Madness and Memory : The Discovery of Prions--A New Biological Principle of Disease
“. . . the author shows science today as it really is: competitive, crowded with too many people trying to get funding, involving sometimes massive egos at play instead of the search for truth, and rife with naysayers’ refusal to accept new ideas in spite of the data.”
What do you give a person who is called names, attacked for his ideas, and branded a heretic? If the person is Stanley Prusiner you give him a Nobel Prize. Prusiner was awarded the 1997 Nobel Prize in Physiology or Medicine for his research leading to the discovery of prions, proteins that are responsible for a number of neurodegenerative diseases.
Prusiner started his scientific career in his undergraduate studies at the University of Pennsylvania, where he also attended medical school. There he began to develop an interest in research that stayed with him the rest of his life.
Having decided to study the brain, he then took a short residency in neurology. One patient he encountered started his journey on the road to exploring neurodegenerative diseases. Over the years, Prusiner explored issues dealing with Creuzfeldt-Jacob disease and kuru in humans, scrapie in sheep, and mad cow disease in cattle. The common theme in all these disorders turned out to be an unusual protein set that could change shape from a benign structure to one that was neurologically damaging,
One challenge that confronted Prusiner in his research was the prevailing theory that these disorders were caused by viruses, which were composed mainly of nucleic acids. He had to overcome strong prejudice and opposition to his ideas that these causative agents were not viruses (there were no nucleic acids present) and that they were proteins (no neurodegenerative pathogenic agent at that time had been shown to be a protein). Over the course of his research, he was roundly attacked for his “heretical” beliefs. Even after he was awarded his Nobel Prize, scientists still mocked him and denied his results.
The initial research was difficult to carry out because there was no simple and fast way to identify the presence of the infectious material. The assay methods involved grinding up tissues from an infected animal and injecting it into an uninfected one. Then the behavior of the injected animal was monitored until signs of nervous system problems were seen, often many months after the initial injection. Large numbers of animals were required, so progress was extremely slow and the project was very expensive to carry out. Once the protein was identified and could be isolated, results came much more rapidly.
A major conceptual issue was the idea that the protein involved did not have a modified chemical composition when infective, but rather a simple change of shape. The idea of as protein shifting its shape was not new. The hemoglobin molecule in red blood cells (responsible for the transport of oxygen in the bloodstream) will shift its shape when oxygen molecules attach to it. When the red cell reaches a tissue needing oxygen, the oxygen molecules go off the hemoglobin and into the tissue cell. As the oxygen molecules leave the hemoglobin, the protein shape shifts back.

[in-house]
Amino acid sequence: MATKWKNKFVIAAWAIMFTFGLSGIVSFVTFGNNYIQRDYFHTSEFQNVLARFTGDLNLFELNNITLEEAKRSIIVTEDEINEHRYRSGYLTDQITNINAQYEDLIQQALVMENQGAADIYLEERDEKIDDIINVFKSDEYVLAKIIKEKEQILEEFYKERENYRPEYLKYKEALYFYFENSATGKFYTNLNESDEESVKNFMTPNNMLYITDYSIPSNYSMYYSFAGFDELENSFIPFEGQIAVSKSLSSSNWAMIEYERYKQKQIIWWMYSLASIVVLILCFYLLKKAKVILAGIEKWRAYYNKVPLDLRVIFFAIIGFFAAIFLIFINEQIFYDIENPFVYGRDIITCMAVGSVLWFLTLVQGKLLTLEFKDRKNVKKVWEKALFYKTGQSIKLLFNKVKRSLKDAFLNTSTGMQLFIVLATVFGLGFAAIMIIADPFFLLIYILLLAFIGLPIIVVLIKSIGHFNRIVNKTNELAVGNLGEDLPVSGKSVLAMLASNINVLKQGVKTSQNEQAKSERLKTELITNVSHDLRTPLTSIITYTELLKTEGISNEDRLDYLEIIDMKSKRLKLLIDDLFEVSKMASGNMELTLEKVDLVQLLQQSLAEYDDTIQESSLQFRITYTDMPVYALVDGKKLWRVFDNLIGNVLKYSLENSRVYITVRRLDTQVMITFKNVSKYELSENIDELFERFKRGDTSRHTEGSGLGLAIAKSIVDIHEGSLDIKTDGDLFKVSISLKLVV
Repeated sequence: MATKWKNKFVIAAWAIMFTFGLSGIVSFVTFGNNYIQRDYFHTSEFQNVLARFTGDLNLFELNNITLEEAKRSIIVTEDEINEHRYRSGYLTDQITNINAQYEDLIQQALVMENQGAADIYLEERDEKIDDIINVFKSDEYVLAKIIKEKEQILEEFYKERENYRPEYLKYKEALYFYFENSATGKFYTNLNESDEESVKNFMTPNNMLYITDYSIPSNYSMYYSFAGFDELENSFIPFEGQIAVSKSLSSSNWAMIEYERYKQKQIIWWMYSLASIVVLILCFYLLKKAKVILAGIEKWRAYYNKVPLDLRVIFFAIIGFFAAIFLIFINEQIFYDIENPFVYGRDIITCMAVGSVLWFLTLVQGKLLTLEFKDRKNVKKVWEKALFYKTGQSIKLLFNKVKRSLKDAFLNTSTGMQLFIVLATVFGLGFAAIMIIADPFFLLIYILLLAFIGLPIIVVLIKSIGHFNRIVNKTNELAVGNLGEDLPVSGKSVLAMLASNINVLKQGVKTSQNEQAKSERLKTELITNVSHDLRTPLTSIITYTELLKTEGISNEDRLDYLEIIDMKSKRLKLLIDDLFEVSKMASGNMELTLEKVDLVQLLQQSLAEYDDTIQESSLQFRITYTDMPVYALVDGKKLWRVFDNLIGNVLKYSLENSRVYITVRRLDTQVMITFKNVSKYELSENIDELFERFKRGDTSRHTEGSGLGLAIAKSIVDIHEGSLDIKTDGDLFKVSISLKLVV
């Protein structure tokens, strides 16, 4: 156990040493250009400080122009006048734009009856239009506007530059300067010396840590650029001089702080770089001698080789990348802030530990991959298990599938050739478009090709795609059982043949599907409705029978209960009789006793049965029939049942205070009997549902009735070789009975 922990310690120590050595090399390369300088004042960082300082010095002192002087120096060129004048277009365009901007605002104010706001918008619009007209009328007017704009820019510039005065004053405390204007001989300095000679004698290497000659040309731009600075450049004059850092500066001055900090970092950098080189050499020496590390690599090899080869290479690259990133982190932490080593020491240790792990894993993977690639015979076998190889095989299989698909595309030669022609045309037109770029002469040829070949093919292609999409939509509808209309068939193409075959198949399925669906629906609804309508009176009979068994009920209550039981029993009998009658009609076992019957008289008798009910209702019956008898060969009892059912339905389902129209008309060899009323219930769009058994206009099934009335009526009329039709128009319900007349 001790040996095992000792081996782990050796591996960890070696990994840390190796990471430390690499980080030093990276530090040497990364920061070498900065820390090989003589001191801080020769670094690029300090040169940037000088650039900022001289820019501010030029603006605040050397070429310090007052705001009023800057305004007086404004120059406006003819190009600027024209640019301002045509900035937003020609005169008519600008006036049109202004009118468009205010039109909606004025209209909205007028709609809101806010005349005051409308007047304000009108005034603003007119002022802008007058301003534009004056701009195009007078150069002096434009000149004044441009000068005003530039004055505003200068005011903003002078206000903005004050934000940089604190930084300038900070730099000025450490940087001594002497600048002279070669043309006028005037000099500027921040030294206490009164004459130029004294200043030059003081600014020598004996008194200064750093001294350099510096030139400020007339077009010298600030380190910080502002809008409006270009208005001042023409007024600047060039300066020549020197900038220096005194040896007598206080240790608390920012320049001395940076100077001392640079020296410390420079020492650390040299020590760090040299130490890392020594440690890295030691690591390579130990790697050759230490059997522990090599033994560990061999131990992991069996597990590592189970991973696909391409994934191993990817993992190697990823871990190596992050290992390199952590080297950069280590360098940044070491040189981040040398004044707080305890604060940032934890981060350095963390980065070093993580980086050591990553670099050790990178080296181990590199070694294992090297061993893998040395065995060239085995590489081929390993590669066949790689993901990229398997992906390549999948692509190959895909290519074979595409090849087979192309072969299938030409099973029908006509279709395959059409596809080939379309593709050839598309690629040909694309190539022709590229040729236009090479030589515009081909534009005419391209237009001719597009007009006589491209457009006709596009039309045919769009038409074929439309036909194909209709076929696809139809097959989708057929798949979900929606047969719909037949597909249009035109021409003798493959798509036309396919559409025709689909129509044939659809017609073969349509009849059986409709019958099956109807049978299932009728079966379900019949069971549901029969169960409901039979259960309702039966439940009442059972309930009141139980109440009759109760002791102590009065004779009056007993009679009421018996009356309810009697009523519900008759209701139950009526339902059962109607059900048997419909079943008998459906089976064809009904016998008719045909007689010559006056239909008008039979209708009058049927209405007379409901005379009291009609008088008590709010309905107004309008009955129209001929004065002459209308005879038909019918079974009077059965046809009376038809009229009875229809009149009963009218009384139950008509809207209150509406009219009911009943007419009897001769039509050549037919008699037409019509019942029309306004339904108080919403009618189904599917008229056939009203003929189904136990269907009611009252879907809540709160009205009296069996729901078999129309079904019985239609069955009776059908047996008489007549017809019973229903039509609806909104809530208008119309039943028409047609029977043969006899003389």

Other examples of protein changes of shape involve allosteric enzymes. A molecule will loosely attach to the enzyme, changing its three-dimensional shape and affecting the activity of that enzyme.
This research project also demonstrates the often high cost of doing science. As the study developed, yearly budgets of a million dollars or more were involved. In this case, one can see the ultimate value of the project in hindsight because of the value of understanding disorders such as Alzheimer’s disease.
Concerns about expensive research are often raised in areas where the payoff is not nearly as obvious. Prusiner’s description of how the grant process works is informative to those outside the field, as is his concerns about tenure and the ability to continue his studies.
Parts of the book may seem overwhelming to the non-scientist (and perhaps even to some scientists who do not work in the life sciences arena). Throughout the chapters are detailed descriptions of experimental protocols explaining some particular problem and how the research team solved the challenge presented to them. One purpose of including this detailed information may be to illustrate how a scientific problem is approached and the strategies needed to deal with the difficulties.
Prusiner does not give us the idealistic, sanitized picture of modern scientific research where cooperation and collaboration are commonplace. Rather, the author shows science today as it really is: competitive, crowded with too many people trying to get funding, involving sometimes massive egos at play instead of the search for truth, and rife with naysayers’ refusal to accept new ideas in spite of the data. Prusiner shows the science game as it is too often played today, and we are all better for his sharing.